Unfortunately, I’m not one of those who have a job waiting for me on the other side of graduation. Of course, I don’t really want one, either.

I’ve halfheartedly sent out a few resumes and responded to a few jobs that interested me on LinkedIn. My heart screams, “No! I’m going to write.”

My mind cajoles, “It’s a trap! How will you live without a regular paycheck?”

It’s nice that my son’s roommates have jobs waiting for them. They had been interning at this company over the past summer (or two). My son hoped he might be able to find employment there and just continue his comfortable living arrangements after graduation.

No regular jobs are available, but they’re looking for interns.

I wonder if he’s been submitting resumes and cover letters with more enthusiasm than I’m displaying. After all, he really is just starting out. He needs to get a job so he can become completely independent of his parents and be ready to pay back those thousands of dollars he borrowed in student loans.

I have a husband. My husband is an engineer. He makes good money. I have a small amount of debt from my degree, half of which was accrued so I could contribute cash to our youngest son’s education.

What happens after graduation?

I’m getting on a plane and flying to Boston, MA. After a few days there, I board a transatlantic flight to Amsterdam and then Munich. While my husband works, I will soak in the German culture. I plan to see a few museums, gardens and castles.

When I get back to the United States, I’m going to go to a friend’s wedding. The day after that, my friends and family will celebrate the multi-graduation occasions at a barbecue.

Two weeks after that, I will co-host a large garage sale with my sister. Hopefully, my house will be garnering much attention from interested buyers. If that’s the case, it may not be many weeks after the sale that I’ll be packing up my house and moving.

Amidst all of this, I will finish my WIP. I will edit the manuscript and get a copy ready for the classroom of beta readers I’ve been promised at the middle school where I will no longer work.

What are your plans for after graduation? Or perhaps you just have summer plans you’d like to share. I love hearing from my readers.

Job versus Career

I’d rather be a failure at something I love than a success at something I hate. – George Burns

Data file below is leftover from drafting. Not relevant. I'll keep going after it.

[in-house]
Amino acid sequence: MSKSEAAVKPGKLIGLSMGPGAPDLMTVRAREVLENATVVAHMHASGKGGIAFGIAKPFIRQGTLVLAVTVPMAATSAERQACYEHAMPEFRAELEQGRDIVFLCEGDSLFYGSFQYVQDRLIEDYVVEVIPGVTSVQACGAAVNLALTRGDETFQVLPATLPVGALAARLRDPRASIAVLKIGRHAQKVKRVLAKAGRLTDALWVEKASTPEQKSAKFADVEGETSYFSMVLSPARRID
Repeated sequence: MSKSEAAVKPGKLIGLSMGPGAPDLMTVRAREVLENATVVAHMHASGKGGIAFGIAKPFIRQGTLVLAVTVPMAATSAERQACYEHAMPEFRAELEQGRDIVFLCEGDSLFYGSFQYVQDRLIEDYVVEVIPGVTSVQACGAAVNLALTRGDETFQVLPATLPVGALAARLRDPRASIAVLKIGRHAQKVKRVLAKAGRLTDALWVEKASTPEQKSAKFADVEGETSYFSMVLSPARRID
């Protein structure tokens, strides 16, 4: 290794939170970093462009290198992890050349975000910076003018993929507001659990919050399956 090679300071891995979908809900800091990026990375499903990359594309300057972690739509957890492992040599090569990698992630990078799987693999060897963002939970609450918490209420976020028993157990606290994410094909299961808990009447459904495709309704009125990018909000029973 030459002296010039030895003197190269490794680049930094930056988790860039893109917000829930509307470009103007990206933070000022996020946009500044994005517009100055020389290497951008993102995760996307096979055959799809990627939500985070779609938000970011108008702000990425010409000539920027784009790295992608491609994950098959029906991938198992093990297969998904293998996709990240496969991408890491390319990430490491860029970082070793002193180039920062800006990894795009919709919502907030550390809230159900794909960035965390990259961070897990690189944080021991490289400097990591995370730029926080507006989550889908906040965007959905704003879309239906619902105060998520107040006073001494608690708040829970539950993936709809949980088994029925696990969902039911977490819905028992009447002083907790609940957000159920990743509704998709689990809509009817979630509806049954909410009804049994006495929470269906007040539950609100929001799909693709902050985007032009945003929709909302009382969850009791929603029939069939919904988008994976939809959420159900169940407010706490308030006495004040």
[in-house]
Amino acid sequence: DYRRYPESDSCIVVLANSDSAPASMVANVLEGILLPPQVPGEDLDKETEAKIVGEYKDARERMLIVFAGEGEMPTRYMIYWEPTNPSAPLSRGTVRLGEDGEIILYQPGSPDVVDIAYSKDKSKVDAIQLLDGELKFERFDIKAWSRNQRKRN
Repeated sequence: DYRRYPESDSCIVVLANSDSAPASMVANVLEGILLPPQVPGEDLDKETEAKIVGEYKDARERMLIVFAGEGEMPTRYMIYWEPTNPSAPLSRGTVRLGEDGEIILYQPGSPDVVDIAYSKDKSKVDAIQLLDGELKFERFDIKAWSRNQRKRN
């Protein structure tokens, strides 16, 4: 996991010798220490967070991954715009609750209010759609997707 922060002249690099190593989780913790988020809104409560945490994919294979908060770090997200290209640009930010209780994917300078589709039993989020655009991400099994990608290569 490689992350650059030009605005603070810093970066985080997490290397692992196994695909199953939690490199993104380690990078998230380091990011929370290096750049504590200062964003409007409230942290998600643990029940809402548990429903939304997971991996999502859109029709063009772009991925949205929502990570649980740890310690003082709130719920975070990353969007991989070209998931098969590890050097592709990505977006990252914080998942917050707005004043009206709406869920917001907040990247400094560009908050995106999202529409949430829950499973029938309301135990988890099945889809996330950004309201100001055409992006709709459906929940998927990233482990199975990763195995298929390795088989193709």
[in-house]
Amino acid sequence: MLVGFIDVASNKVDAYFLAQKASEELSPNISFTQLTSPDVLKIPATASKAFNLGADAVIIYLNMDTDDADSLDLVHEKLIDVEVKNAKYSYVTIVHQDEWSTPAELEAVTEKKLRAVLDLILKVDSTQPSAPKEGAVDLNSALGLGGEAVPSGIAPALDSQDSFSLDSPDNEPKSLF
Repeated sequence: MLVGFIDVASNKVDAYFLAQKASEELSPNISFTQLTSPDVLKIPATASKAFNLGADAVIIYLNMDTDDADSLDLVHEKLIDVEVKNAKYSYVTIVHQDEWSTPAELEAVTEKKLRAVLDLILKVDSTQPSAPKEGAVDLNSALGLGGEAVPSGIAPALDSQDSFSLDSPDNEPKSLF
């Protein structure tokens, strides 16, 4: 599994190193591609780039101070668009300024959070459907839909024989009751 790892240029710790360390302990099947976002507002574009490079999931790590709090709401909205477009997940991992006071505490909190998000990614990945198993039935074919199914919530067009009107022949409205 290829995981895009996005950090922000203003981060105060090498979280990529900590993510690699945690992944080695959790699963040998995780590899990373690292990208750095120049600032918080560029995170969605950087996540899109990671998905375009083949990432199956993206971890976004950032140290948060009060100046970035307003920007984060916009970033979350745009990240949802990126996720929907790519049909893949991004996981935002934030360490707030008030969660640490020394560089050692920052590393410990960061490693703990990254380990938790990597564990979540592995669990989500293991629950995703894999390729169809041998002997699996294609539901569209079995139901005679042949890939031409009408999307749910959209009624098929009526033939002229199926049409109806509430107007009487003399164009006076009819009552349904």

Image from afterspm.com

I spent five years after my youngest son was born at home, my career was raising the two precious souls I had borne into this world. Before that, I had several jobs, but none of them were as essential to the well-being of another person as motherhood.

Now as I stand at the crossroads of another season in my life, I’m wondering if I will quit my job in order to get another one. Or is it time in my life for a new career, since my sons are adults?

What’s the difference between a job and a career? Is there one?

Merriam-Webster defines a job as “a piece of work; especially: a small miscellaneous piece of work undertaken on order at a stated rate.”

According to this definition, if I wrote an article for a website and they paid me $20, that would be a job. Is what I’m doing at the school a job? I am working for a specified rate of pay, doing the tasks outlined in a job description.

The dictionary says a career is “a profession for which one trains and which is undertaken as a permanent calling.” If I felt my work as an instructional assistant was my “calling” then it would be a career.

In my mind, something temporary is a job and something permanent is a career. The dictionary seems to endorse this perspective.

In that case, I’m quitting my job at the school to pursue a career in writing.

That sounds so grand and glorious.

I might undertake some freelance writing jobs to further my overall career, but I’ll be seeking a career as a novelist. If I never publish, does that mean I never had a writing career?

Do you see why I’m often confused by this topic? I’m finding it difficult to explain to my coworkers what I’ll be doing once I quit my “regular employment.” If I’m not reaping a steady income, most people don’t see writing as a career move.

The dictionary says a career is a “profession” but it says nothing about monetary compensation; on the other hand, money is specifically mentioned in the description of a job. What do my readers think of this topic? Can I have a writing career if no one is paying me?